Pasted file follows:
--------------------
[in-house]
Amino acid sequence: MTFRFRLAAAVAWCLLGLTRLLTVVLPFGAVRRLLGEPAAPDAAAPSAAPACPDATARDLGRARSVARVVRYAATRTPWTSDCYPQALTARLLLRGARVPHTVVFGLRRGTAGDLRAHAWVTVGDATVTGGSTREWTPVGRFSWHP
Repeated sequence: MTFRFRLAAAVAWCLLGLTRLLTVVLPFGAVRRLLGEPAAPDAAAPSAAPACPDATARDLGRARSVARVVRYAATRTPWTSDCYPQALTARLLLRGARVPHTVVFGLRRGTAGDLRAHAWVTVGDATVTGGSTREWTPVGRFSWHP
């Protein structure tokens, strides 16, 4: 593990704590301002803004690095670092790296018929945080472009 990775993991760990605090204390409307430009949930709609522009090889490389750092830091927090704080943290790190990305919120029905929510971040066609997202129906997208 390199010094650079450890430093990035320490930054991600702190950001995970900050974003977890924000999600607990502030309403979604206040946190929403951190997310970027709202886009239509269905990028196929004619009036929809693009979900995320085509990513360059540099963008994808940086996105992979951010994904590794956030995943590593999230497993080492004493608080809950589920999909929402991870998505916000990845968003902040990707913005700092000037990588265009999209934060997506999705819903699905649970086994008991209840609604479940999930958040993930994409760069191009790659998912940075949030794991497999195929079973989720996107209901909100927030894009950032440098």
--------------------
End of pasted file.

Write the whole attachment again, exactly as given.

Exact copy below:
[in-house]
Amino acid sequence: MTFRFRLAAAVAWCLLGLTRLLTVVLPFGAVRRLLGEPAAPDAAAPSAAPACPDATARDLGRARSVARVVRYAATRTPWTSDCYPQALTARLLLRGARVPHTVVFGLRRGTAGDLRAHAWVTVGDATVTGGSTREWTPVGRFSWHP
Repeated sequence: MTFRFRLAAAVAWCLLGLTRLLTVVLPFGAVRRLLGEPAAPDAAAPSAAPACPDATARDLGRARSVARVVRYAATRTPWTSDCYPQALTARLLLRGARVPHTVVFGLRRGTAGDLRAHAWVTVGDATVTGGSTREWTPVGRFSWHP
């Protein structure tokens, strides 16, 4: 593990704590301002803004690095670092790296018929945080472009 990775993991760990605090204390409307430009949930709609522009090889490389750092830091927090704080943290790190990305919120029905929510971040066609997202129906997208 390199010094650079450890430093990035320490930054991600702190950001995970900050974003977890924000999600607990502030309403979604206040946190929403951190997310970027709202886009239509269905990028196929004619009036929809693009979900995320085509990513360059540099963008994808940086996105992979951010994904590794956030995943590593999230497993080492004493608080809950589920999909929402991870998505916000990845968003902040990707913005700092000037990588265009999209934060997506999705819903699905649970086994008991209840609604479940999930958040993930994409760069191009790659998912940075949030794991497999195929079973989720996107209901909100927030894009950032440098």